David Warbeck stars as an instructor who marries a traumatized, crippled woman. The wife suffers from PTSD and is tormented by a traumatic event that happened in her past. What is even more... See full summary »
Alberto De Martino
A cop is gunned down on Xmas eve. Jerry Beck, the homicide cop given the job of hunting the killer, investigates some leads which bring him into contact with a group of white supremacy ... See full summary »
Penelope Ann Miller,
Rita Rizzoli is a narcotics police officer with a plethora of disguises. When a drug shipment is hijacked, the thieves don't know that the drug is unusually pure, and packs of "Fatal Beauty... See full summary »
An artist (Foster) witnesses a Mafia hit and calls the police. At the police station she realizes that the Mafia has a man in the force, so she runs. Trailed by the police, who need her testimony, and a hitman (Hopper) hired by the Mafia, she goes to Mexico, where eventually she meets the hitman, who has become infatuated after studying her art and life to prepare for the hit.Written by
Ed Sutton <email@example.com>
Dennis Hopper released a director's cut of this movie for cable TV. It is 18 minutes longer than the theatrical release and is retitled as "Backtrack ". Director's credit is given to Hopper rather than "Alan Smithee". See more »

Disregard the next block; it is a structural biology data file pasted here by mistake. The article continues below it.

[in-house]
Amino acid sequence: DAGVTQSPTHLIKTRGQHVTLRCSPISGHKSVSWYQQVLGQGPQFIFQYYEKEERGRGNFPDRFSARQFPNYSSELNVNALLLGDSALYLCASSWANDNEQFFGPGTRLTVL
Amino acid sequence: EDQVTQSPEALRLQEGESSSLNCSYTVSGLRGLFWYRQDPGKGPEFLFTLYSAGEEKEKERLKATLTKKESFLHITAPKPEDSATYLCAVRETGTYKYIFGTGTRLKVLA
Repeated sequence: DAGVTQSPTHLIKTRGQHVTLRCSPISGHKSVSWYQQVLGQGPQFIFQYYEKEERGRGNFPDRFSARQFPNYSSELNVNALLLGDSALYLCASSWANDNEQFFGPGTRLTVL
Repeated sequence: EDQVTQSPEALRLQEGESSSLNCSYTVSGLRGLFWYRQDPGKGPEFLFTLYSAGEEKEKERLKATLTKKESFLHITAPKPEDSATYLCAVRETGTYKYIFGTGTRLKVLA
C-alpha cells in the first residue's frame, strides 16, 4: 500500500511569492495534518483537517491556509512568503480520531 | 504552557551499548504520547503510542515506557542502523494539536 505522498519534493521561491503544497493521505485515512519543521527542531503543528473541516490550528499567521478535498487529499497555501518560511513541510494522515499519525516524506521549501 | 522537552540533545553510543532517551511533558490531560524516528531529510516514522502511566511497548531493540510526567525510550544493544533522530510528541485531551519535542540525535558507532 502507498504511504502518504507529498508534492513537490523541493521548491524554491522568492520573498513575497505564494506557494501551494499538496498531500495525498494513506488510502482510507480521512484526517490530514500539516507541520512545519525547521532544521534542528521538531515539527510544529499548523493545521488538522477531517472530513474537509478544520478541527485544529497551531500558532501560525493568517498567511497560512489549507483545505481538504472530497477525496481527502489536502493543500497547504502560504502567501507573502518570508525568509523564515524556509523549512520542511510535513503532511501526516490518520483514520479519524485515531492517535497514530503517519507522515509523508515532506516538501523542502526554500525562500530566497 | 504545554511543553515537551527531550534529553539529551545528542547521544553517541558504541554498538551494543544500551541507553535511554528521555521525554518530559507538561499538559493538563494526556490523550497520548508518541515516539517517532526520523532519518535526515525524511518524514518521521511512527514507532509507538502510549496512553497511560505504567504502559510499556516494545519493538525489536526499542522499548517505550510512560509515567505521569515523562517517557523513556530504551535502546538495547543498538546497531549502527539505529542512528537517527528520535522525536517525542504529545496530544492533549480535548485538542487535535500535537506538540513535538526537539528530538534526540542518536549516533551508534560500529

The word sergeant is misspelled "sargeant" in the closing credits. See more »
There's something going on here that I really don't understand, but I like it.
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The theatrical release of this film is 98 minutes long. It was disowned by director Dennis Hopper and is credited to 'Alan Smithee'. The 116 minutes long director's cut was released on cable television in the USA under the title 'Backtrack'. There also exists a 180 minutes long original cut which remains unreleased. See more »
Dennis Hopper's go-for-broke-on-a-slim-budget black comedy about a hit-man falling for his target, a strange but alluring young woman who makes pop art out of neon signs. I enjoyed bits of "Backtrack" (see that, not the butchered European print entitled "Catchfire") such as the gorgeous theater in New Mexico where Jodie Foster hides out or the funny scene where she's pacing around in the bathroom, trying to decide how far she should go with her pervy kidnapper. Unfortunately, the knockabout editing leaves the film feeling somewhat disjointed and the actors are occasionally encouraged to just wing it, but without funny results. I didn't mind the ending--I was hoping for an upbeat one--but these characters don't turn out to be particularly smart people. They're dizzy, lustful little cyphers, and they might've been more engaging if they'd been written with brains.
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